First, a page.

Latest California Healthline Stories
Peter Lee helped create Covered California, which has been lauded as a national example among the Affordable Care Act’s insurance marketplaces, and he fiercely opposed Republican efforts to repeal the federal health reform law.
California has more at stake than any other state should the U.S. Supreme Court strike down the Affordable Care Act. Millions of people could lose their health coverage and the state could lose billions in federal money each year.
The U.S. Supreme Court will hear arguments Tuesday in a case that could overturn the Affordable Care Act. California Attorney General Xavier Becerra, who is defending the law with the backing of more than 20 other states, told California Healthline that he predicts the justices will uphold it.
Respaldado por más de 20 estados, Xavier Becerra defiende la ley contra el desafío presentado hace dos años por una coalición de funcionarios estatales republicanos.
For Californians who are buying their own insurance, enrollment in 2021 health plans runs through Jan. 31.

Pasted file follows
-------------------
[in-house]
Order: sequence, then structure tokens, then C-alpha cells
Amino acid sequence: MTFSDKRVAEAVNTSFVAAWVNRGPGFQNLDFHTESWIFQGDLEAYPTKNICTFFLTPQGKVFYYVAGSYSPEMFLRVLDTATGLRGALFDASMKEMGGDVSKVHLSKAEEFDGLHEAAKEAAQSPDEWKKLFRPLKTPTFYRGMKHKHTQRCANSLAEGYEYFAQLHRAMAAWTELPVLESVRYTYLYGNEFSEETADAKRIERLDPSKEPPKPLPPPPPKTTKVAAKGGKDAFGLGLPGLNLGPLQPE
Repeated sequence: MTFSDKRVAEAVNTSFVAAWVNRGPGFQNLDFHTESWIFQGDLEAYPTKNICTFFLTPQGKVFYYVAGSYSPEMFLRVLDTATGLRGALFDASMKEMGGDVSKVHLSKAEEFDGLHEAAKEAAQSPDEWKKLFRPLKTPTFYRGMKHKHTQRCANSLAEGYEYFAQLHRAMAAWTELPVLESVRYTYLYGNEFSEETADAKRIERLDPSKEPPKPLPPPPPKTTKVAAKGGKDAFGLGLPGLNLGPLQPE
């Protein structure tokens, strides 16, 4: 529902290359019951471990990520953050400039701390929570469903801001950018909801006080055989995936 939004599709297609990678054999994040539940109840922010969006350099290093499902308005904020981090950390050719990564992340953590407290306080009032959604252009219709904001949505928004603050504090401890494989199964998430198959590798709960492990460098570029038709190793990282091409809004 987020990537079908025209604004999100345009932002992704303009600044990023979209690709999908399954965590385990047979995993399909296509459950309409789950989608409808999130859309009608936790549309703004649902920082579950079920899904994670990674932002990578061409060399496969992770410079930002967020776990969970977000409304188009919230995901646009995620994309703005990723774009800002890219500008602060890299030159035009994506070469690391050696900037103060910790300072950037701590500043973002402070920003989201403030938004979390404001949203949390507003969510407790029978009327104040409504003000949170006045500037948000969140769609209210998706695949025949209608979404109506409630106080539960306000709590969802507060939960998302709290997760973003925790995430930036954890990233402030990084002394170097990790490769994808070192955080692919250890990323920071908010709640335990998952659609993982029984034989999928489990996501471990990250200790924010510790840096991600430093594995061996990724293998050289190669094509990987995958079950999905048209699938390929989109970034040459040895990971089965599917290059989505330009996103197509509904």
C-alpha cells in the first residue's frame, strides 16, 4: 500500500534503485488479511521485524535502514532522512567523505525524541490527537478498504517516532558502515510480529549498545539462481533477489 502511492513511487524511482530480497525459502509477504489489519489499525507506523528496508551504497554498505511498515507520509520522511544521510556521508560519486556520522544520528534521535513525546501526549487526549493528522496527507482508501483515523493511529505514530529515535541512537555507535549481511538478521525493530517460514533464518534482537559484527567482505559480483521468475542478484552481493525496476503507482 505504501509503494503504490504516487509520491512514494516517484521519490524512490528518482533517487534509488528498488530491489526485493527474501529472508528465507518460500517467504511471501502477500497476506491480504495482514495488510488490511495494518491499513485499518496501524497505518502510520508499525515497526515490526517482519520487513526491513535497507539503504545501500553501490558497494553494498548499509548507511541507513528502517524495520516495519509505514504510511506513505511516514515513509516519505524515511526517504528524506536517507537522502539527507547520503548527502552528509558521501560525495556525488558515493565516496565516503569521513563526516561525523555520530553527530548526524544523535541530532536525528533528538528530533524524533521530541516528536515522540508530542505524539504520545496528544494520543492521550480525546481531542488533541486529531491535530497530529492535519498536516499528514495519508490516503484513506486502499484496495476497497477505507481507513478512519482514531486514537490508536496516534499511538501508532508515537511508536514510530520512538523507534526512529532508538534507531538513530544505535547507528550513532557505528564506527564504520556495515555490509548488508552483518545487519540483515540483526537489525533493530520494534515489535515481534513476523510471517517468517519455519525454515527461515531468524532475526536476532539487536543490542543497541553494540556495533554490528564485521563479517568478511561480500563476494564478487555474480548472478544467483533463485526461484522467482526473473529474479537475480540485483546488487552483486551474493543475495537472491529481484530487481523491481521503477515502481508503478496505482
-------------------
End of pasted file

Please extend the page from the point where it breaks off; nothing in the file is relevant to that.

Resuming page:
Ride-sharing and delivery services such as Uber, Lyft, DoorDash and Instacart are bankrolling California’s Proposition 22, which would keep their drivers classified as independent contractors, not employees. But health benefits? That’s something of a stretch.
Early in the pandemic, insurers expected the costs of treating COVID-19 would vastly increase medical spending. Instead, non-COVID care has plummeted and insurers have pocketed the result. Still, few industry observers are predicting broad-based premium cuts in 2021, though some health plans have proposed lowering their rates.
With most nonemergency procedures shelved for now, many health insurers are expected to see profits in the near term, but the longer view of how the coronavirus will affect them is far more complicated and could well impact what people pay for coverage next year.
Organized labor is divided over whether to support “Medicare for All.” Meanwhile, many of the Democratic presidential candidates seem unable to use the health issue to their advantage. Rebecca Adams of CQ Roll Call, Jennifer Haberkorn of the Los Angeles Times and Alice Miranda Ollstein of Politico join KHN’s Julie Rovner to discuss this and more. Also, for extra credit, the panelists offer their favorite health policy stories of the week they think you should read, too.
Although a new state tax penalty and state financial aid motivated people to sign up for health insurance this year, Covered California is reopening enrollment for those who said they weren’t aware of them.